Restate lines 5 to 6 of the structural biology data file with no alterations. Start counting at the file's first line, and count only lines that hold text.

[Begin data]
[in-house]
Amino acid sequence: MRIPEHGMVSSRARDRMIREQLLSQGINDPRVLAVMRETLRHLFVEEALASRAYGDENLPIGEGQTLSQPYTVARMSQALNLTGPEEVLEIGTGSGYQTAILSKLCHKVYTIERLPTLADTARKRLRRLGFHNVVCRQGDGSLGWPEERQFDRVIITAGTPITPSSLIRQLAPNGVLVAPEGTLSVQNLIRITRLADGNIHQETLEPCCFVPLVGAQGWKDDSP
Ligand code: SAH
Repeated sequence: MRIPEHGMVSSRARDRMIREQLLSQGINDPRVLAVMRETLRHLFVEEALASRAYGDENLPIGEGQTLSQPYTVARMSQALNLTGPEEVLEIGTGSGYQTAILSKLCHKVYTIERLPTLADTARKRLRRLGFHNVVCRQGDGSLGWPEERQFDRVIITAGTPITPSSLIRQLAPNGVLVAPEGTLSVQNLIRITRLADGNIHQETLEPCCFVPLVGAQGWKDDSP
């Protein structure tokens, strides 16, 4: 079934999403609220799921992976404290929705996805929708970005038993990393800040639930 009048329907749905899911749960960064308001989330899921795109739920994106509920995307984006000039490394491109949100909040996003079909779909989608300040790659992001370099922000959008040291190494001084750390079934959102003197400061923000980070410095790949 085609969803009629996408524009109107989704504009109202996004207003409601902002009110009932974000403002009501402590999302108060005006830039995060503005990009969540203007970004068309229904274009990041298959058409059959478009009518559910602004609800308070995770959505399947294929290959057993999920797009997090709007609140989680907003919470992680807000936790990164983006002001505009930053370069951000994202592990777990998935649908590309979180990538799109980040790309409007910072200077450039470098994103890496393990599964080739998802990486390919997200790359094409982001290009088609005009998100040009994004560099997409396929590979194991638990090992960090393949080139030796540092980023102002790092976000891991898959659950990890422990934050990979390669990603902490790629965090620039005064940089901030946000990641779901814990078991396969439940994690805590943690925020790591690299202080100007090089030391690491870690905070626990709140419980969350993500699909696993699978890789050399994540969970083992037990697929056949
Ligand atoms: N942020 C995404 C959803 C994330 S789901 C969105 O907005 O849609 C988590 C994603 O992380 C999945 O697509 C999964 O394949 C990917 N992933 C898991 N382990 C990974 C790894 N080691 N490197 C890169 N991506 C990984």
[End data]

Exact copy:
């Protein structure tokens, strides 16, 4: 079934999403609220799921992976404290929705996805929708970005038993990393800040639930 009048329907749905899911749960960064308001989330899921795109739920994106509920995307984006000039490394491109949100909040996003079909779909989608300040790659992001370099922000959008040291190494001084750390079934959102003197400061923000980070410095790949 085609969803009629996408524009109107989704504009109202996004207003409601902002009110009932974000403002009501402590999302108060005006830039995060503005990009969540203007970004068309229904274009990041298959058409059959478009009518559910602004609800308070995770959505399947294929290959057993999920797009997090709007609140989680907003919470992680807000936790990164983006002001505009930053370069951000994202592990777990998935649908590309979180990538799109980040790309409007910072200077450039470098994103890496393990599964080739998802990486390919997200790359094409982001290009088609005009998100040009994004560099997409396929590979194991638990090992960090393949080139030796540092980023102002790092976000891991898959659950990890422990934050990979390669990603902490790629965090620039005064940089901030946000990641779901814990078991396969439940994690805590943690925020790591690299202080100007090089030391690491870690905070626990709140419980969350993500699909696993699978890789050399994540969970083992037990697929056949
Ligand atoms: N942020 C995404 C959803 C994330 S789901 C969105 O907005 O849609 C988590 C994603 O992380 C999945 O697509 C999964 O394949 C990917 N992933 C898991 N382990 C990974 C790894 N080691 N490197 C890169 N991506 C990984």